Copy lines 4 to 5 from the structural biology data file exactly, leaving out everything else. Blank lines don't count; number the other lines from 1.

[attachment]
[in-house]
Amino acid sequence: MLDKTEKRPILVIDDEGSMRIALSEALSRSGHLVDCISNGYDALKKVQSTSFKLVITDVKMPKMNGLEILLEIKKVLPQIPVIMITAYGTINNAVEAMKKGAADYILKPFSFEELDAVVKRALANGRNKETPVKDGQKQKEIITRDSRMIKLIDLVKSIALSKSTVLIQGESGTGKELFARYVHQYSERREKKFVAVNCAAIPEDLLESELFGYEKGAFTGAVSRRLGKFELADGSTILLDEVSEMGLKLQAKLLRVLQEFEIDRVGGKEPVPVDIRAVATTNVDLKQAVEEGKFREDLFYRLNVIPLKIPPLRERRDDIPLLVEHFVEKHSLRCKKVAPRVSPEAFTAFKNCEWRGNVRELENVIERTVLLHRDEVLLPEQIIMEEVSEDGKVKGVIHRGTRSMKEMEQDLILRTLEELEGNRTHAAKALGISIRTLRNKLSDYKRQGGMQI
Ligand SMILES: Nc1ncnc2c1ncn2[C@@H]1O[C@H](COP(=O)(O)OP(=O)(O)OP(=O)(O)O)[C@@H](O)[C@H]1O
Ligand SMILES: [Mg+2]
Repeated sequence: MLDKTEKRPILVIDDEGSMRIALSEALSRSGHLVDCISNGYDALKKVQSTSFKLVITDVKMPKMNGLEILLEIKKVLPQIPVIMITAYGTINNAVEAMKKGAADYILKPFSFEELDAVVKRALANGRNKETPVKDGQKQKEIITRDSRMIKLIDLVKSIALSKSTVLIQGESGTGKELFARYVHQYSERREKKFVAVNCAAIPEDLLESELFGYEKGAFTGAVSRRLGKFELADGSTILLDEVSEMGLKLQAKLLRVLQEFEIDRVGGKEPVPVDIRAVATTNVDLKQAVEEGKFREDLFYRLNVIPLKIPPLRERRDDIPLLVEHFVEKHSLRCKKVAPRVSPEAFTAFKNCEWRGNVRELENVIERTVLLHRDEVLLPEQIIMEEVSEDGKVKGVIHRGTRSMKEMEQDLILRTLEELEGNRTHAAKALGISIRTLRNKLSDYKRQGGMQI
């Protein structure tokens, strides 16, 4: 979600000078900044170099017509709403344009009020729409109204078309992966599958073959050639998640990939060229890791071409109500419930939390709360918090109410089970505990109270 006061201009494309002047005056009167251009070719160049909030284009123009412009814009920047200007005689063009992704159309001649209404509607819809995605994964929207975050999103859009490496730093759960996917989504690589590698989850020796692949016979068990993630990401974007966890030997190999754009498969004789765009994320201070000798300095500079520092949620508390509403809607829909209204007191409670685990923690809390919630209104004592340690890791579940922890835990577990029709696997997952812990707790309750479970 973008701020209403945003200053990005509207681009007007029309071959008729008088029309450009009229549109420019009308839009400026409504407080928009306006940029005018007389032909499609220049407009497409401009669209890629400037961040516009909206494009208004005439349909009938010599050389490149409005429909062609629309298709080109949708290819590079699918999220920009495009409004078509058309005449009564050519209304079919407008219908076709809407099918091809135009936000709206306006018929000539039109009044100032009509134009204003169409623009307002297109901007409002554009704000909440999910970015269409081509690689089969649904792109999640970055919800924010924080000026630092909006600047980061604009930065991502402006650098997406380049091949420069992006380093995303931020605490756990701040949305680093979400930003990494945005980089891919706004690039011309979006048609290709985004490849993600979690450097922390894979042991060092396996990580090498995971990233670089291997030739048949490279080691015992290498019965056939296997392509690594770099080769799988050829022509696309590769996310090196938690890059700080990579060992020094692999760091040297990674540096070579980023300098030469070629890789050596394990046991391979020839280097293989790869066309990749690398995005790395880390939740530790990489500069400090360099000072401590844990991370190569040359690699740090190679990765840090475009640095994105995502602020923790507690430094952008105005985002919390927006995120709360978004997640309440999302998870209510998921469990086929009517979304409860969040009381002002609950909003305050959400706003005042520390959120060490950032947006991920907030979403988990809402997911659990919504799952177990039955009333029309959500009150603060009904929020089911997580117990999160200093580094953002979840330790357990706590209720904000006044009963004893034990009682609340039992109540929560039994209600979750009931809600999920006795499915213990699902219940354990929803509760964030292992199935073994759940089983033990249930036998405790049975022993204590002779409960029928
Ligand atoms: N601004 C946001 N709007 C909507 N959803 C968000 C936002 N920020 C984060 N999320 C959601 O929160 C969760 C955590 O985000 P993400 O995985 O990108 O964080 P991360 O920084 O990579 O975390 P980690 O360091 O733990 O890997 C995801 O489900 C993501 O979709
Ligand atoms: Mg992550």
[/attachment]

Ligand SMILES: [Mg+2]
Repeated sequence: MLDKTEKRPILVIDDEGSMRIALSEALSRSGHLVDCISNGYDALKKVQSTSFKLVITDVKMPKMNGLEILLEIKKVLPQIPVIMITAYGTINNAVEAMKKGAADYILKPFSFEELDAVVKRALANGRNKETPVKDGQKQKEIITRDSRMIKLIDLVKSIALSKSTVLIQGESGTGKELFARYVHQYSERREKKFVAVNCAAIPEDLLESELFGYEKGAFTGAVSRRLGKFELADGSTILLDEVSEMGLKLQAKLLRVLQEFEIDRVGGKEPVPVDIRAVATTNVDLKQAVEEGKFREDLFYRLNVIPLKIPPLRERRDDIPLLVEHFVEKHSLRCKKVAPRVSPEAFTAFKNCEWRGNVRELENVIERTVLLHRDEVLLPEQIIMEEVSEDGKVKGVIHRGTRSMKEMEQDLILRTLEELEGNRTHAAKALGISIRTLRNKLSDYKRQGGMQI